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Finally, Algebra Becomes a Part of the Equation

October 03, 2000|PATT MORRISON

Always, among the banner-headline bills that a governor signs, are a few stunners and a few sleepers. This year's:

A bill by Sen. Charles Poochigian (R-Fresno) requiring--ready?--that California students take algebra to graduate from high school. Despite almost universal astonishment that algebra was not already a requirement, Poochigian's chief of staff, Bill Lucia, said the measure still drew "detractors who felt that in California we were unable to require this level of rigor in mathematics, and fought it subtly."

Come on, Sacramento--even Louisiana has now adopted an algebra requirement.

Two bills by Sen. Tom Hayden (D-Los Angeles) reach into history and geography. California was never a very hospitable place for slavery, but slave owners elsewhere held insurance policies for their slave "property." The bills signed by the governor require the insurance commissioner to demand that any insurance company now in California hand over records of such policies wherever they were held, and that UC scholars evaluate the economic benefits of slave-owning to businesses and slaveholders.

These are especially notable, considering that by one informed count, Gov. Davis has vetoed more bills by Hayden this year than by any other legislator--15.


Telling tails: San Francisco is such a landlord's market that prospective tenants' pets are having to pass muster, too.

With a vacancy rate under 1%, even pets who have graduated obedience school cum laude are hard-pressed to find a pied a terre. The Humane Society, which has a sample pet-tenant resume on its Web site, says that most of the 5 million animals abandoned at the nation's shelters each year are left because no place will accept them.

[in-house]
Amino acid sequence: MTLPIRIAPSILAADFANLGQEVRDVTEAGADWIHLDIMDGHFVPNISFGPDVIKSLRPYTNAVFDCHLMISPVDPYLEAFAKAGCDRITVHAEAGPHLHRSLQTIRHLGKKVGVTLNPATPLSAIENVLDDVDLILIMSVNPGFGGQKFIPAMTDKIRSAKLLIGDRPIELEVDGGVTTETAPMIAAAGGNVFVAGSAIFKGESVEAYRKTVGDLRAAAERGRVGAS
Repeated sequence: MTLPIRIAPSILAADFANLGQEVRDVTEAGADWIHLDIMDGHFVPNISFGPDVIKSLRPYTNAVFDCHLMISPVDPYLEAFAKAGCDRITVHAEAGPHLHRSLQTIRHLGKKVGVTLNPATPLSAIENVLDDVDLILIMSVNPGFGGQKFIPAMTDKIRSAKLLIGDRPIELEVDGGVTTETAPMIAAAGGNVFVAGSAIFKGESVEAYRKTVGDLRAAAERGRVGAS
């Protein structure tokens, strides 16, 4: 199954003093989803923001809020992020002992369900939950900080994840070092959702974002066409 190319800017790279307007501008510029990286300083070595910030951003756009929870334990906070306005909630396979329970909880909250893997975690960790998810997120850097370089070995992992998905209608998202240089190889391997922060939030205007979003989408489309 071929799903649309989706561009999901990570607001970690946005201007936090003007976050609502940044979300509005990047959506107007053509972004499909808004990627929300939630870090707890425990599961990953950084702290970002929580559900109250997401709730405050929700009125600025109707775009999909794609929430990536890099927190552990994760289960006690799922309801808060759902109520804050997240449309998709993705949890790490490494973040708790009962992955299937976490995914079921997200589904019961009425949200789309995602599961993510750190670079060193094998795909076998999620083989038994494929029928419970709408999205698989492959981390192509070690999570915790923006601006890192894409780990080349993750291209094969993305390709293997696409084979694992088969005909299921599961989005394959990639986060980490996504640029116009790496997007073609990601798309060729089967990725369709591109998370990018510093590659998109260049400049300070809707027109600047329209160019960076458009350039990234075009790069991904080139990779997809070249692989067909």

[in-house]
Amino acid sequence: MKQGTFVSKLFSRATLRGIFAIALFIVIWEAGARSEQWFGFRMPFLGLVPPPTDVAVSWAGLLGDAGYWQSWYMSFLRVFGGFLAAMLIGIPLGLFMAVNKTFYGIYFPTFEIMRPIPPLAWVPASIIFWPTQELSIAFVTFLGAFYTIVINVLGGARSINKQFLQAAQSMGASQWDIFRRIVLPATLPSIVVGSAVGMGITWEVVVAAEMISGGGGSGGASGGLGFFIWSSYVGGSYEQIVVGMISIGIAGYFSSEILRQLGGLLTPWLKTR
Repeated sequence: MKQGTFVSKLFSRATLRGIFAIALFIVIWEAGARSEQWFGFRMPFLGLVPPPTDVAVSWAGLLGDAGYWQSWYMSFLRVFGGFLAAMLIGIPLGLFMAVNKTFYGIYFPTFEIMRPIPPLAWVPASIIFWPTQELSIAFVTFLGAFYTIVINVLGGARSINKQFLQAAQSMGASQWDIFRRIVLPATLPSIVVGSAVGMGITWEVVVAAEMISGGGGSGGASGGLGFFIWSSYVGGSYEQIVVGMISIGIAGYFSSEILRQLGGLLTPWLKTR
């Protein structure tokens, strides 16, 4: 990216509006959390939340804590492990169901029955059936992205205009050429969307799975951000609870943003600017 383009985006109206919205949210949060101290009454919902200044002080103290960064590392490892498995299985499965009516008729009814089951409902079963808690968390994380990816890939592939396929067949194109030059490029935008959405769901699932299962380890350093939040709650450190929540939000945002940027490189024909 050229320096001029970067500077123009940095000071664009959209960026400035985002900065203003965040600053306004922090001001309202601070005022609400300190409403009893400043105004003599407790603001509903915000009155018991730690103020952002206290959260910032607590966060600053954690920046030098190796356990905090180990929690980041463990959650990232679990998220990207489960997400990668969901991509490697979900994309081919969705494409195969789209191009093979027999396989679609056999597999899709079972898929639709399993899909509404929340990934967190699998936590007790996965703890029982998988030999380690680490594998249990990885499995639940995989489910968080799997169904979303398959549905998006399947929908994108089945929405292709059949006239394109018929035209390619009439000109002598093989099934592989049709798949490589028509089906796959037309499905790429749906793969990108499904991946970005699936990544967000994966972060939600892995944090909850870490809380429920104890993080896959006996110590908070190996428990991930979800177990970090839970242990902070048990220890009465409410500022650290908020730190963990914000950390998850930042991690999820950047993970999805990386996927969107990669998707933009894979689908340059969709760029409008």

Jessica Kerr-Leonard, a dog trainer at the city's Society for the Prevention of Cruelty to Animals, has been looking for months for a place for herself, her miniature poodle and her even smaller papillon. Her worst interview: a landlady who said, "I don't think I could deal with dogs. Have you ever considered euthanasia?"

Maybe--for the landlady.

Dogs in the oh-so-smart town of Indian Wells face a new ordinance restricting whining, howling or barking to 15 minutes in any given hour. Being provoked or seeing a trespasser exempts them from the 15-minute rule, but the law hasn't established a penalty--or how dogs will know when their 15 minutes are up.

And the late California cartoonist Charles Schulz was honored in his home state of Minnesota with an auction: 40 statues of the world's most famous cartoon dog sold at the world's biggest shopping mall.

The 5-foot-high polyurethane statues, designed by local artists and exhibited all over town, brought in $823,000 to fund a "Peanuts" statue and Schulz scholarships. One didn't make the auction block: "Stargazing Snoopy," which was decapitated as it stood on a St. Paul street, presumably on a dark and stormy night.


From the shelves of Montezuma to EBay: The San Diego State student council voted to recommend banning the school's Monty Montezuma mascot and dumping the Aztecs as the name of its sports teams, something the school Senate and university president have yet to decide.

But already, buyers have emptied student stores of T-shirts, mugs, pennants, posters and stickers bearing Monty Montezuma or Aztec figures, thus ironically guaranteeing the mascot will live eternally--in the form of collectibles.


One-offs: Authorities arrested two suspected Vista bank robbers, nicknamed "Dr. Evil" and "the Buff Bank Bandit" for their respective T-shirt wardrobe and musculature. . . . The California Prune Board is giving its product a motto makeover, remarketing it as a "dried plum."


"At first I thought it was a cool adventure. But then it started raining, and I was afraid I was going to freeze to death."

--Andrew Baumgartner, 14, of El Cajon, quoted in the SonntagsZeitung. Swiss rescuers were astonished that Andrew and four San Diego-area companions survived the night after getting lost on the slopes of 6,959-foot Mt. Pilatus.

California Dateline appears every other Tuesday.


Violence at Home

Last year in California, 128 people were murdered in cases of domestic violence. They are listed by their relationship to the killer:


VICTIM NUMBER KILLED Girlfriend 47 Wife 41 Husband 12 Boyfriend 6 Son 4 Stranger/bystander 4 Ex-wife 3 Friend 3 Homosexual partner 2 Acquaintance 1 Daughter 1 Ex-husband 1 In-law (male) 1 Stepdaughter 1 Stepfather 1



Source: California Department of Justice

Researched by TRACY THOMAS/Los Angeles Times

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